Buster mirror shot

When we finally moved to a house amongst the hills and valleys of the countryside we developed a habit of rescuing street dogs. Buster was our first and he in all his glory exemplified our naivety and inexperience.

The color of his coat hid ticks well. This resulted in a first floor infestation – every one had to take their clothes off before going upstairs and have their body checked. Sleeping with ticks became a theme of my dreams and it took over a month to rid our house of the pests and return to my usual nightmares.

Buster spent his life before us grossly mistreated. Spending his life up to this point locked up in a small cage, his hips were in bad shape and climbing stairs was a slow agonizing process. He was possessive which meant we got bit a lot until I got the whole you don’t “bite the hand that feeds you” under control. Feeding a dog like this raw hamburger from my hand and fingers everyday for a month helped me develop the ability to be calm.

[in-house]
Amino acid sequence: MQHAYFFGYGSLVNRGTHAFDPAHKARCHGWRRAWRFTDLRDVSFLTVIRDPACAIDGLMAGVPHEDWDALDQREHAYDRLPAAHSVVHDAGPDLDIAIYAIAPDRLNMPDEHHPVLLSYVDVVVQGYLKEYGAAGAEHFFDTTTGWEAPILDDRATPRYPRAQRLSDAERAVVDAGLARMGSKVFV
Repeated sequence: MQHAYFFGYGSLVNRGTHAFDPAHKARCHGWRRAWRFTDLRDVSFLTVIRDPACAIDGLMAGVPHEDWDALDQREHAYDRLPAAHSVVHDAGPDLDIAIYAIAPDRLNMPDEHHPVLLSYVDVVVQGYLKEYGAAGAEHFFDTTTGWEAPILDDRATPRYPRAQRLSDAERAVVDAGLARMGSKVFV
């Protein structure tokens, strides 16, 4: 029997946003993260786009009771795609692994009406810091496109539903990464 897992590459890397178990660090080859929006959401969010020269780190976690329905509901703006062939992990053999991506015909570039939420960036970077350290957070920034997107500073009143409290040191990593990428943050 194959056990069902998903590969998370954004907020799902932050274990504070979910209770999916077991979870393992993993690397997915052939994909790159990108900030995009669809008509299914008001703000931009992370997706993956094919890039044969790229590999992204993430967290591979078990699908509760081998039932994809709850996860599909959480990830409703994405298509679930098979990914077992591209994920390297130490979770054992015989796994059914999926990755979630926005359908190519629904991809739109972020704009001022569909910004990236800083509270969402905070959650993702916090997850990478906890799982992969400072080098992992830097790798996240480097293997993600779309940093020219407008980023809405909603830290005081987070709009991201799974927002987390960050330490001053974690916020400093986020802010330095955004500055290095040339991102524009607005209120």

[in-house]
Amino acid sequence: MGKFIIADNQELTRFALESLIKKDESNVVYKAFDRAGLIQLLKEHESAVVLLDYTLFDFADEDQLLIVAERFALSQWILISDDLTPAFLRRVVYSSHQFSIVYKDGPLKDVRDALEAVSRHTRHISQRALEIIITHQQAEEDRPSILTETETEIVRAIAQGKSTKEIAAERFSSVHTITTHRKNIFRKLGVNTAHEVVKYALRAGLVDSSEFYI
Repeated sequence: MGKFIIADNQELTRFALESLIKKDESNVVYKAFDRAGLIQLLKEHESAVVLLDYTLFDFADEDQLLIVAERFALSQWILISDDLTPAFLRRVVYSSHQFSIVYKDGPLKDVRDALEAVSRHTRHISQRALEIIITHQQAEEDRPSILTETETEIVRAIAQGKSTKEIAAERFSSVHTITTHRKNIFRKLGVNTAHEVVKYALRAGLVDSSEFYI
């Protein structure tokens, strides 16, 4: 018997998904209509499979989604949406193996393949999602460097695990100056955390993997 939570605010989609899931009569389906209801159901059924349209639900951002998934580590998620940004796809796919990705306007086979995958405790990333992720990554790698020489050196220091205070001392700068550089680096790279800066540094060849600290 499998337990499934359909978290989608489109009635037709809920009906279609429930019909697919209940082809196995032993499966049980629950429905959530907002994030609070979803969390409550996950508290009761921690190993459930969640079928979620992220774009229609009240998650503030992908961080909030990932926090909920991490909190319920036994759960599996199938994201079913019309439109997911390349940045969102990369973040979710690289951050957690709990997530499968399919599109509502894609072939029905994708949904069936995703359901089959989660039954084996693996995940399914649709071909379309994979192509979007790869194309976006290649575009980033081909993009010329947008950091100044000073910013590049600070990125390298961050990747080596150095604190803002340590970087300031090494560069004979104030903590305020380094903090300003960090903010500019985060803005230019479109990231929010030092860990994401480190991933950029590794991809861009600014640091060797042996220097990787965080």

In the end he became a gentle lion and my daughters protector. It was like Moses parting the sea when she walked Buster amongst the crowds of people out walking at night. People had an irrational fear of large black dogs. I miss these walks through the hills of Xiangshan.

In the end I had to send Buster over the rainbow bridge. His liver had exploded and he was in terrible pain. This was his last lesson, the powerful experience of being with someone as they transition from this life to whatever happens next.